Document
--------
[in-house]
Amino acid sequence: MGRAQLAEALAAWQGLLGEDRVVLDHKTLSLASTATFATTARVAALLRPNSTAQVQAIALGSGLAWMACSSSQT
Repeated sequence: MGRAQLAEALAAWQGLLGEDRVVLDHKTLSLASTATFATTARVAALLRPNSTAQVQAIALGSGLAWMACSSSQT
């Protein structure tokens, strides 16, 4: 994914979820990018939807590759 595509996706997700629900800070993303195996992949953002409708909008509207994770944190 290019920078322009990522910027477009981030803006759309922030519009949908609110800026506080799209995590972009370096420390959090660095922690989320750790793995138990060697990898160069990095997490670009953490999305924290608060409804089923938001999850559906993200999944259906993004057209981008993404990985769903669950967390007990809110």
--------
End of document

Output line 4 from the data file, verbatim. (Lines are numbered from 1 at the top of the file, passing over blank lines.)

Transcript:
């Protein structure tokens, strides 16, 4: 994914979820990018939807590759 595509996706997700629900800070993303195996992949953002409708909008509207994770944190 290019920078322009990522910027477009981030803006759309922030519009949908609110800026506080799209995590972009370096420390959090660095922690989320750790793995138990060697990898160069990095997490670009953490999305924290608060409804089923938001999850559906993200999944259906993004057209981008993404990985769903669950967390007990809110």